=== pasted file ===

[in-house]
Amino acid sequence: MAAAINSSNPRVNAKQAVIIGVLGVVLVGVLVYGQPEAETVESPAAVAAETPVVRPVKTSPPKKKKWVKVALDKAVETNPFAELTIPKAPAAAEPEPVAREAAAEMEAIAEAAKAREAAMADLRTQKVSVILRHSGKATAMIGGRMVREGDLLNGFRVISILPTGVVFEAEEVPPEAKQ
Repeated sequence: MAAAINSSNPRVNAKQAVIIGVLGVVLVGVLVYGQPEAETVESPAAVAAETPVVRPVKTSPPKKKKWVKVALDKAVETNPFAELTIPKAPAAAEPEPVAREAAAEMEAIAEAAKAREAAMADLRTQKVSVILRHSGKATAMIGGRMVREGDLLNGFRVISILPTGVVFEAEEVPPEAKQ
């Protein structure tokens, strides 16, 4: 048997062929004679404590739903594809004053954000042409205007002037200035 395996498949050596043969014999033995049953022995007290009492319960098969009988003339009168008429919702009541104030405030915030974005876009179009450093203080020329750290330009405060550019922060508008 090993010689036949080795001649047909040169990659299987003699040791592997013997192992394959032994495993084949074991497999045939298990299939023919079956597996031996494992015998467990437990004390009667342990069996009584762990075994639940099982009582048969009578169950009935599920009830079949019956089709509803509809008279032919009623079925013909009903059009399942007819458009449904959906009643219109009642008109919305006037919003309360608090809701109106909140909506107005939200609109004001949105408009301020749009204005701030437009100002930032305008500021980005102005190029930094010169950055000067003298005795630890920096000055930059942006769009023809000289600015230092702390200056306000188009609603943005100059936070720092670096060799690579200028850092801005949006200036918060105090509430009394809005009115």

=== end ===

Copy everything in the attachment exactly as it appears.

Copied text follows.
[in-house]
Amino acid sequence: MAAAINSSNPRVNAKQAVIIGVLGVVLVGVLVYGQPEAETVESPAAVAAETPVVRPVKTSPPKKKKWVKVALDKAVETNPFAELTIPKAPAAAEPEPVAREAAAEMEAIAEAAKAREAAMADLRTQKVSVILRHSGKATAMIGGRMVREGDLLNGFRVISILPTGVVFEAEEVPPEAKQ
Repeated sequence: MAAAINSSNPRVNAKQAVIIGVLGVVLVGVLVYGQPEAETVESPAAVAAETPVVRPVKTSPPKKKKWVKVALDKAVETNPFAELTIPKAPAAAEPEPVAREAAAEMEAIAEAAKAREAAMADLRTQKVSVILRHSGKATAMIGGRMVREGDLLNGFRVISILPTGVVFEAEEVPPEAKQ
């Protein structure tokens, strides 16, 4: 048997062929004679404590739903594809004053954000042409205007002037200035 395996498949050596043969014999033995049953022995007290009492319960098969009988003339009168008429919702009541104030405030915030974005876009179009450093203080020329750290330009405060550019922060508008 090993010689036949080795001649047909040169990659299987003699040791592997013997192992394959032994495993084949074991497999045939298990299939023919079956597996031996494992015998467990437990004390009667342990069996009584762990075994639940099982009582048969009578169950009935599920009830079949019956089709509803509809008279032919009623079925013909009903059009399942007819458009449904959906009643219109009642008109919305006037919003309360608090809701109106909140909506107005939200609109004001949105408009301020749009204005701030437009100002930032305008500021980005102005190029930094010169950055000067003298005795630890920096000055930059942006769009023809000289600015230092702390200056306000188009609603943005100059936070720092670096060799690579200028850092801005949006200036918060105090509430009394809005009115």